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46 IMPLEMENTING RANDOMIZED FIELD TRIALS IN EDUCATION the 9 years he was with South Bend Community School Corporation, and also served 11 years in the Kanawha County schools of Charleston, West Virginia. He has a B.A. in psychology from Rice University and a Ph.D. in computer science from the University of Charleston, West Virginia. Linda Chinnia was appointed to the committee after the workshop was held. Her biographical sketch appears earlier. Donna Durno is the executive director of the Allegheny Intermediate Unit, a service agency that provides resources, instruction and education services for schools, families, and communities through collaborative partnerships with local school districts, institutions of higher education, government agencies, and foundations. She has over 30 years of educational experience and expertise, culminating in 1987 when she was named commissioner for basic education for the Commonwealth of Pennsylvania. She has a B.S. from Seton Hill College, an M.Ed. in guidance and counseling from Indi- ana University of Pennsylvania, and a Ph.D. in educational administration from the University of Pittsburgh. Olatokunbo S. Fashola is a research scientist at the Johns Hopkins Uni- versity Center for Research on the Education of Students Placed at Risk. Her research interests include reading, after-school programs, language de- velopment, emergent literacy, program evaluation, educational policy is- sues, problem solving, school-wide reform, and bilingual education. She has a Ph.D. from the University of California, Santa Barbara. Judith M. Gueron is president of the nonprofit, nonpartisan MDRC, where she has directed many large-scale demonstrations and evaluations of social policy innovations and developed methods for rigorously studying real-world programs. The author of From Welfare to Work and numerous other publications, she has served on many advisory panels in the areas of employment and training, poverty, and family assistance. She has a Ph.D. in economics from Harvard University. Vinetta C. Jones was appointed to the committee after the workshop was held. Her biographical sketch appears earlier. Sheppard G. Kellam is a public health psychiatrist at the American Insti- tutes for Research, where he developed the Center for Integrating Educa-
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APPENDIX B 47 tion and Prevention Research in Schools. Since 1983, in partnership with the Baltimore City Public School System and Morgan State University, he has led three generations of epidemiologically based randomized field trials. He has an M.D. from Johns Hopkins University. Anthony (Eamonn) Kelly is professor of instructional technology in the Graduate School of Education at George Mason University. He coedited the Handbook of Research Methods in Mathematics and Science Education, and edited the special issue on research methods in education in the Educa- tional Researcher in 2003. He has a Ph.D. in psychological studies in educa- tion from Stanford University. Sharon Lewis is the director of research for the Council of the Great City Schools, a research program that articulates the status, needs, attributes, operation, and challenges of urban public schools and the children whom they serve. She has worked for 30 years in the Detroit public schools and served as the assistant superintendent for research and school reform. She has an M.A. in educational research from Wayne State University. Loretta McClairn is the family, schools, and communities coordinator at Dr. Bernard Harris elementary school (#250) in Baltimore. She is also the program coordinator for the Child First Authority at the school. She has a B.A. from Bowie State University in elementary education and has been teaching for more than 30 years. David Myers is a vice president and the director of human services research in Mathematica Policy Researchs' Washington, DC office. He has directed three large random assignment studies in education: the National Evalua- tion of Upward Bound, the Evaluation of the New York City School Choice Scholarship Program, and an evaluation of remedial reading programs for elementary school students--the Power4Kids Initiative. He has a Ph.D. in sociology from Washington State University. Richard J. Shavelson is a professor in the School of Education and the Department of Psychology (by courtesy) at Stanford University and past dean of the School of Education. For more than 20 years, he has sought new techniques for measuring performance in ways that contribute to edu- cational and workplace goals, exploring, for example, alternatives to mul- tiple-choice tests in schools, on the job, and in the military. His recent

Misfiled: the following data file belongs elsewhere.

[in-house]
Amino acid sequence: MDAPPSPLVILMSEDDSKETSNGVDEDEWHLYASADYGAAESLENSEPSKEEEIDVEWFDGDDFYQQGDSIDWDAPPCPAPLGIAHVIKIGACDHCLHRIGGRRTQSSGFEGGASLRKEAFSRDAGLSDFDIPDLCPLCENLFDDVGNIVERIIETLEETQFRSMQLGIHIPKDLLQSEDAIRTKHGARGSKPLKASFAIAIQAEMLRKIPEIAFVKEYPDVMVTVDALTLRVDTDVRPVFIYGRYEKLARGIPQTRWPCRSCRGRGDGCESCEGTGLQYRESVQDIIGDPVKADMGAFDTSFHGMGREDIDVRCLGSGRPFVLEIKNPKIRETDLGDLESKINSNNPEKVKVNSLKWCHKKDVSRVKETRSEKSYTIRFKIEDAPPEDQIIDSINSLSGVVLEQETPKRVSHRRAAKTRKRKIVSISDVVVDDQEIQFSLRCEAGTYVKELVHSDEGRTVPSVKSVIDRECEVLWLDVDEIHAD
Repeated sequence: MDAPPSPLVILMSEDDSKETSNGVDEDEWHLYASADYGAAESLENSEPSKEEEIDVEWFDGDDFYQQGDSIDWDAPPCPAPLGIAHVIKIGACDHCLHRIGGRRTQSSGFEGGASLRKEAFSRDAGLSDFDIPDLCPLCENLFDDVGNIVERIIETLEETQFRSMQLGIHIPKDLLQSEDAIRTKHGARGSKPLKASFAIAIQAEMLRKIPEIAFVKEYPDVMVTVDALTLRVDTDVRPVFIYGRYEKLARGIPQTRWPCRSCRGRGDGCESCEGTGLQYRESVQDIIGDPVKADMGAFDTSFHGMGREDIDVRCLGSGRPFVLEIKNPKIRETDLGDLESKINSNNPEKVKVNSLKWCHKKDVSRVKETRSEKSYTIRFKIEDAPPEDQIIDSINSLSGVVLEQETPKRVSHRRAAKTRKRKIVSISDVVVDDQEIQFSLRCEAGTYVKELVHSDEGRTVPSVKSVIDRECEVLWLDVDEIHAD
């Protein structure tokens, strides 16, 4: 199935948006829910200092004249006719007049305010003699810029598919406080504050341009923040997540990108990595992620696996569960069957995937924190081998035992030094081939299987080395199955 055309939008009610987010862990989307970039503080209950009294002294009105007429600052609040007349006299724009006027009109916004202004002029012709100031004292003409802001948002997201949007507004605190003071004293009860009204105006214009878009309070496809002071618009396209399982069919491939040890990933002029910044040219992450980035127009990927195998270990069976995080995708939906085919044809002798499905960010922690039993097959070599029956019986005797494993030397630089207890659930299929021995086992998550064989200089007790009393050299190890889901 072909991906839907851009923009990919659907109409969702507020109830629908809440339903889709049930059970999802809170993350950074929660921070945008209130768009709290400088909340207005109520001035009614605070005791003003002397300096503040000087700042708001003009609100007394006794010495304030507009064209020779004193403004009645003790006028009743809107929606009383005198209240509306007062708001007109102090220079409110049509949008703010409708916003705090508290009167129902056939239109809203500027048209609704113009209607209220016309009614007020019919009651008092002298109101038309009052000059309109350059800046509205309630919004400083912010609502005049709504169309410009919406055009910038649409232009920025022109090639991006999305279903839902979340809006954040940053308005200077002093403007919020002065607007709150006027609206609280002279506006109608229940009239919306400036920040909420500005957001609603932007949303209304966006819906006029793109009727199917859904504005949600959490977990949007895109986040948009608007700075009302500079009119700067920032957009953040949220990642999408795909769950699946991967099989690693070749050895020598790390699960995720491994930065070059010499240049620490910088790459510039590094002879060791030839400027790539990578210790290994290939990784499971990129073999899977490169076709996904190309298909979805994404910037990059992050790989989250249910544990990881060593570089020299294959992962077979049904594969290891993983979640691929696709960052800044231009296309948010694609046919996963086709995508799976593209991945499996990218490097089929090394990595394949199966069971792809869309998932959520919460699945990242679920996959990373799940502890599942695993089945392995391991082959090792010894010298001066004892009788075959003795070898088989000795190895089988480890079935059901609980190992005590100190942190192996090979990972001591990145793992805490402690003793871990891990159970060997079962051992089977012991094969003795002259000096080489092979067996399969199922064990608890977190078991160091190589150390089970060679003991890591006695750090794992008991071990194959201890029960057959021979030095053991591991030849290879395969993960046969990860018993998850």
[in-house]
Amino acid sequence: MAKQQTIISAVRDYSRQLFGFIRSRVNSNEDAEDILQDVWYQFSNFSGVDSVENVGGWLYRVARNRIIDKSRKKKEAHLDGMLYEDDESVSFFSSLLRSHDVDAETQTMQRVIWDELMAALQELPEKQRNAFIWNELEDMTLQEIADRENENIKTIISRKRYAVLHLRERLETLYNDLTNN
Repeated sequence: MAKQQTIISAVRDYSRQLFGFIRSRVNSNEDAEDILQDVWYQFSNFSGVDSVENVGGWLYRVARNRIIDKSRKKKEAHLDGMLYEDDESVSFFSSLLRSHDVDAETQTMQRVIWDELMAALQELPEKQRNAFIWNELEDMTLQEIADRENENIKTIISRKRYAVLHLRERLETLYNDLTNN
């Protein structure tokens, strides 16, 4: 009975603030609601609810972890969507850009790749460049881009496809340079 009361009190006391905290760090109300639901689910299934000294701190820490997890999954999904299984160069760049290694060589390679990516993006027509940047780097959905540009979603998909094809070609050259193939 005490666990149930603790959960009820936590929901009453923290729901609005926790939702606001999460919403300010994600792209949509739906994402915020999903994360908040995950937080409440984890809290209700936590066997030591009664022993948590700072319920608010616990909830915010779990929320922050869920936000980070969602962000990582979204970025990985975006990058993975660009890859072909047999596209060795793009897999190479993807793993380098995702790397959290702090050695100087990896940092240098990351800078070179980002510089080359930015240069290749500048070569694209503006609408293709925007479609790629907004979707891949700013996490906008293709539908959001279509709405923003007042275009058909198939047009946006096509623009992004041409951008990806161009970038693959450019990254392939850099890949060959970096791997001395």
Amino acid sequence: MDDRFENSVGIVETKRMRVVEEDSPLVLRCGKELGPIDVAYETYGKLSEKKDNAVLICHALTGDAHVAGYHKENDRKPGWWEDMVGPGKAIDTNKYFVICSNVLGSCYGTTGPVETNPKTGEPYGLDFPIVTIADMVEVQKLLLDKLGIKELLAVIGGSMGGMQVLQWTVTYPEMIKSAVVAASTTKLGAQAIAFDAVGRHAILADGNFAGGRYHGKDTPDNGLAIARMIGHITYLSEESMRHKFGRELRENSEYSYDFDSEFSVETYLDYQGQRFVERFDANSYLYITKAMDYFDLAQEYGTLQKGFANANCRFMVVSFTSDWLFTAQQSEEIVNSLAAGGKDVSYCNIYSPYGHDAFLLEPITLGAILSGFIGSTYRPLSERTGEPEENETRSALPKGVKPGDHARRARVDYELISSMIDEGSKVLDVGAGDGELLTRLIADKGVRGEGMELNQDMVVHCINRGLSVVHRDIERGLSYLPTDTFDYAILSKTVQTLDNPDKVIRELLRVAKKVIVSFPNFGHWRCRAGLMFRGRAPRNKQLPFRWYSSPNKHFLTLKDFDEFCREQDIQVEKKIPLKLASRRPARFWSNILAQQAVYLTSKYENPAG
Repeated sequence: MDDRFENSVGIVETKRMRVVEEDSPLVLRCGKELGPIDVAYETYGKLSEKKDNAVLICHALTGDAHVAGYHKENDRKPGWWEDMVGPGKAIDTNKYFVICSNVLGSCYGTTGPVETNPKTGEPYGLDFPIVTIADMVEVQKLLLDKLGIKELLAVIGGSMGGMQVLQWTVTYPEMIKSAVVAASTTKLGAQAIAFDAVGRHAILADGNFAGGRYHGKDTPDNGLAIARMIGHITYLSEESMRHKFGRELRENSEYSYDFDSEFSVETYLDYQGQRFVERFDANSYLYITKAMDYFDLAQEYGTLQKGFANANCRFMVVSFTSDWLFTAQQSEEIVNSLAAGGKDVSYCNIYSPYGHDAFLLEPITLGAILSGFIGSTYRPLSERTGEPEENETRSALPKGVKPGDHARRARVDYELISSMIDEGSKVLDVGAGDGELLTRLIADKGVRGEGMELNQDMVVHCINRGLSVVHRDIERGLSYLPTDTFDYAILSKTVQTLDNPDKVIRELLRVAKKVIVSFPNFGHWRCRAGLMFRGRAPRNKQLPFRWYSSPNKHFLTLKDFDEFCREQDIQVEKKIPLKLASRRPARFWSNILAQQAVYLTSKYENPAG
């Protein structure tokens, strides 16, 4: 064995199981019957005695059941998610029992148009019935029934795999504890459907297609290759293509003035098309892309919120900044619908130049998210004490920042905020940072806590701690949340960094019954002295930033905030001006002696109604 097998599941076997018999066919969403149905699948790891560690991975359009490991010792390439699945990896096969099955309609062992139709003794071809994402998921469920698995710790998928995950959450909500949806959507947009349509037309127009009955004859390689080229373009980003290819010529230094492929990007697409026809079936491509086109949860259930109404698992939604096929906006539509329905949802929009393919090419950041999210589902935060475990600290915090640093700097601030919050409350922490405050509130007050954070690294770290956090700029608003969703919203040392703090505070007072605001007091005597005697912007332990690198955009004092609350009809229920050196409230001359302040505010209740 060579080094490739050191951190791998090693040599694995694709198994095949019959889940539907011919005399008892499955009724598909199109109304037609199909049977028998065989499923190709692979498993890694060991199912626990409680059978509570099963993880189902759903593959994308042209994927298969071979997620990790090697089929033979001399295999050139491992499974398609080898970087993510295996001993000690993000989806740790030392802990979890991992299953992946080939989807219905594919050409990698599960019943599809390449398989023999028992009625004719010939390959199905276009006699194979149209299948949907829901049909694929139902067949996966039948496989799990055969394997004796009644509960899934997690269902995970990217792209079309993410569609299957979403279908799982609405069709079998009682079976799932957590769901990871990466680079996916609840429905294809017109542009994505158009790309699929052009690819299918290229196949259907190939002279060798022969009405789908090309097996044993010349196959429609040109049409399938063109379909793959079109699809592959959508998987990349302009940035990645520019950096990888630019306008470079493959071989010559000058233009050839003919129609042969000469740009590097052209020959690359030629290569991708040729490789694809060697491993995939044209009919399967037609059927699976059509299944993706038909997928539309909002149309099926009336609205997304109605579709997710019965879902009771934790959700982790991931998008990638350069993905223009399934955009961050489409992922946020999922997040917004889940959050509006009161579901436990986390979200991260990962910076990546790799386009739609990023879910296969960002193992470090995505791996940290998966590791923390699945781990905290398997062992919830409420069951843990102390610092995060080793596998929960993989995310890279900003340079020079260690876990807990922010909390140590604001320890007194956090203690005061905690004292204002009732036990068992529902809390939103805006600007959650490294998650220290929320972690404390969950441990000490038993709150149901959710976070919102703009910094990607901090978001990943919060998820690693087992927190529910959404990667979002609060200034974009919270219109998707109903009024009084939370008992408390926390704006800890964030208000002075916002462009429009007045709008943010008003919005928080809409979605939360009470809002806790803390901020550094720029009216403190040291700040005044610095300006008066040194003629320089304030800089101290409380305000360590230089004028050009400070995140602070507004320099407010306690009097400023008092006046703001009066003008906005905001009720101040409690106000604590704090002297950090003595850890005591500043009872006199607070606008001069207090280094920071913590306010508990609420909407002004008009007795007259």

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48 IMPLEMENTING RANDOMIZED FIELD TRIALS IN EDUCATION research has focused on new assessment tools for science and mathematics achievement; measuring individual and group performance in science and mathematics; statistically modeling performance assessment; and address- ing policy and practice issues in measurement reform. He has chaired the NRC's Board on Testing and Assessment. He has a Ph.D. in educational psychology from Stanford University (1971).